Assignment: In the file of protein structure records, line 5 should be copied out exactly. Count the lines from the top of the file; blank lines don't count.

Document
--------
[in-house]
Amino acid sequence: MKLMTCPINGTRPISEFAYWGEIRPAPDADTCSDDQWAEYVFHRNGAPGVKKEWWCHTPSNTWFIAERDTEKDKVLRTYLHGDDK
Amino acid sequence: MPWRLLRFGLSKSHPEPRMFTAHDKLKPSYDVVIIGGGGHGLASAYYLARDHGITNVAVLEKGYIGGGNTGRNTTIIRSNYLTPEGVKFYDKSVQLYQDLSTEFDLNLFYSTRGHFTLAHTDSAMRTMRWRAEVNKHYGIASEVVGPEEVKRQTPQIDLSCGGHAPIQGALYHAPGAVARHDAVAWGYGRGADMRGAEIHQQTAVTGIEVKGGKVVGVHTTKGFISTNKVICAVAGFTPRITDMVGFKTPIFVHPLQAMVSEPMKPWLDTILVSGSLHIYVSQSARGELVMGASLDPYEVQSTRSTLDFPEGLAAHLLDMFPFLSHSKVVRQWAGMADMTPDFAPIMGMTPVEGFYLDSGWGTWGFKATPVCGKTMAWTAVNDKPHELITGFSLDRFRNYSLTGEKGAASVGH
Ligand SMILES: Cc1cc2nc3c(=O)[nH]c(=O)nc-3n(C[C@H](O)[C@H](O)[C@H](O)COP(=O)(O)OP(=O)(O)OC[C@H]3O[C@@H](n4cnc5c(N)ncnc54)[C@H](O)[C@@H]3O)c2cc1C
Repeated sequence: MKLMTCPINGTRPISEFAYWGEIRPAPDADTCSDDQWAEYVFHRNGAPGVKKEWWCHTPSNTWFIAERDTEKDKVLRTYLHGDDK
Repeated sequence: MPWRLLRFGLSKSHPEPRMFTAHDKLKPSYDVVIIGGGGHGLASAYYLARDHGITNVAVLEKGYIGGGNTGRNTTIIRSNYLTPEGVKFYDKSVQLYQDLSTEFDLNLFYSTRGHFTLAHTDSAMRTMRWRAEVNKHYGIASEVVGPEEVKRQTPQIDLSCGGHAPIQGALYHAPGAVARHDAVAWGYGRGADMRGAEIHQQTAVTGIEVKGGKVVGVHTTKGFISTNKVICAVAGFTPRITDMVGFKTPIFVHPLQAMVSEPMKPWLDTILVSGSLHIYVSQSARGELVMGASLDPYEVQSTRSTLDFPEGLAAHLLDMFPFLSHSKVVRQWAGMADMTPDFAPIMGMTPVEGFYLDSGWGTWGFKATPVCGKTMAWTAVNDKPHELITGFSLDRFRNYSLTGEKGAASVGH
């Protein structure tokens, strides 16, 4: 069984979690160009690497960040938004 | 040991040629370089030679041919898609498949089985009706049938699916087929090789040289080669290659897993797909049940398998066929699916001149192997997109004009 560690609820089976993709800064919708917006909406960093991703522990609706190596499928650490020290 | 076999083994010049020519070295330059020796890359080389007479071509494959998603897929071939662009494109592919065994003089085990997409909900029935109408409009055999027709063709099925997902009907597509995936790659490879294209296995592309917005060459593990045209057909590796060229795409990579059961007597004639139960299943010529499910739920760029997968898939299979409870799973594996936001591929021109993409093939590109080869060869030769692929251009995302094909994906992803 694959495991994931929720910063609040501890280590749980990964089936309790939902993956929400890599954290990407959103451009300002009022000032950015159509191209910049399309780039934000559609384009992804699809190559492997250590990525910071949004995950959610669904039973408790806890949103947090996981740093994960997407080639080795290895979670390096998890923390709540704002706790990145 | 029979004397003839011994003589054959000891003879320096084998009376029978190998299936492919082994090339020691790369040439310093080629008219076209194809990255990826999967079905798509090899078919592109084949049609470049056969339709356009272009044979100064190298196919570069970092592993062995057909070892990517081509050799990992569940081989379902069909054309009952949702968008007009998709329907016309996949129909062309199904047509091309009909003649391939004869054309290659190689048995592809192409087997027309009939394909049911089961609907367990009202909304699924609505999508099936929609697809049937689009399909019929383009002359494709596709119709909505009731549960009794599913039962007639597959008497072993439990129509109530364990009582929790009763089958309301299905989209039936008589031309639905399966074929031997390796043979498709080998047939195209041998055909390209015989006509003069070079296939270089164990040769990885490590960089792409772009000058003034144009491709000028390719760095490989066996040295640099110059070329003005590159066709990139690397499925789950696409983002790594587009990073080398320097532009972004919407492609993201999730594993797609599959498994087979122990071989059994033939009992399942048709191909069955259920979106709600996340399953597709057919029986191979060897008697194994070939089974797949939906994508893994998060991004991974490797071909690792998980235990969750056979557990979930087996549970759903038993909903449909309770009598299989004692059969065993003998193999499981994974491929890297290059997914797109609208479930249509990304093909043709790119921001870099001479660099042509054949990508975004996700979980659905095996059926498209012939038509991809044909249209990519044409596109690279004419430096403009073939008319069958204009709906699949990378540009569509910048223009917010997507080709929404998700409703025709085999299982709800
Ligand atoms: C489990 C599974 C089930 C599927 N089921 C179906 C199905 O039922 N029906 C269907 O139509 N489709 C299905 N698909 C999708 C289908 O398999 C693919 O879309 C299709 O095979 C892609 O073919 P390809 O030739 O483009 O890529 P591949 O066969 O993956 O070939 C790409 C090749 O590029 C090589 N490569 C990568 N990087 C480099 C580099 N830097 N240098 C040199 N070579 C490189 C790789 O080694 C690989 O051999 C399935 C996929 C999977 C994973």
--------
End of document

Repeated sequence: MKLMTCPINGTRPISEFAYWGEIRPAPDADTCSDDQWAEYVFHRNGAPGVKKEWWCHTPSNTWFIAERDTEKDKVLRTYLHGDDK